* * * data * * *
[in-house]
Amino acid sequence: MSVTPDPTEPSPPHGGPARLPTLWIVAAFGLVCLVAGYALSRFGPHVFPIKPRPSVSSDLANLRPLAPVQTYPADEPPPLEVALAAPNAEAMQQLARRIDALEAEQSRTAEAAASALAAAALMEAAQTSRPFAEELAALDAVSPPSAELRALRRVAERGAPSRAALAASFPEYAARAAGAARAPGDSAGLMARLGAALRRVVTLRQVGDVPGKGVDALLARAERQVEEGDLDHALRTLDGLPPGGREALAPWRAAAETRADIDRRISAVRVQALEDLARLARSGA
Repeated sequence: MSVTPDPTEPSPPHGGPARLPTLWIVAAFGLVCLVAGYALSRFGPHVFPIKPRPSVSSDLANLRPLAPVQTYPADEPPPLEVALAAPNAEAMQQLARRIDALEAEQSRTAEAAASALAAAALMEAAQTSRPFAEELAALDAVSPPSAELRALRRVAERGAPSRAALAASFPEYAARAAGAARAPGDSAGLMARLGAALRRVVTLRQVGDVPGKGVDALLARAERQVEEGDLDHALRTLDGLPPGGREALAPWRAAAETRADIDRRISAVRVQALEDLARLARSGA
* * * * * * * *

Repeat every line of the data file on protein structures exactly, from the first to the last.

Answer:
[in-house]
Amino acid sequence: MSVTPDPTEPSPPHGGPARLPTLWIVAAFGLVCLVAGYALSRFGPHVFPIKPRPSVSSDLANLRPLAPVQTYPADEPPPLEVALAAPNAEAMQQLARRIDALEAEQSRTAEAAASALAAAALMEAAQTSRPFAEELAALDAVSPPSAELRALRRVAERGAPSRAALAASFPEYAARAAGAARAPGDSAGLMARLGAALRRVVTLRQVGDVPGKGVDALLARAERQVEEGDLDHALRTLDGLPPGGREALAPWRAAAETRADIDRRISAVRVQALEDLARLARSGA
Repeated sequence: MSVTPDPTEPSPPHGGPARLPTLWIVAAFGLVCLVAGYALSRFGPHVFPIKPRPSVSSDLANLRPLAPVQTYPADEPPPLEVALAAPNAEAMQQLARRIDALEAEQSRTAEAAASALAAAALMEAAQTSRPFAEELAALDAVSPPSAELRALRRVAERGAPSRAALAASFPEYAARAAGAARAPGDSAGLMARLGAALRRVVTLRQVGDVPGKGVDALLARAERQVEEGDLDHALRTLDGLPPGGREALAPWRAAAETRADIDRRISAVRVQALEDLARLARSGA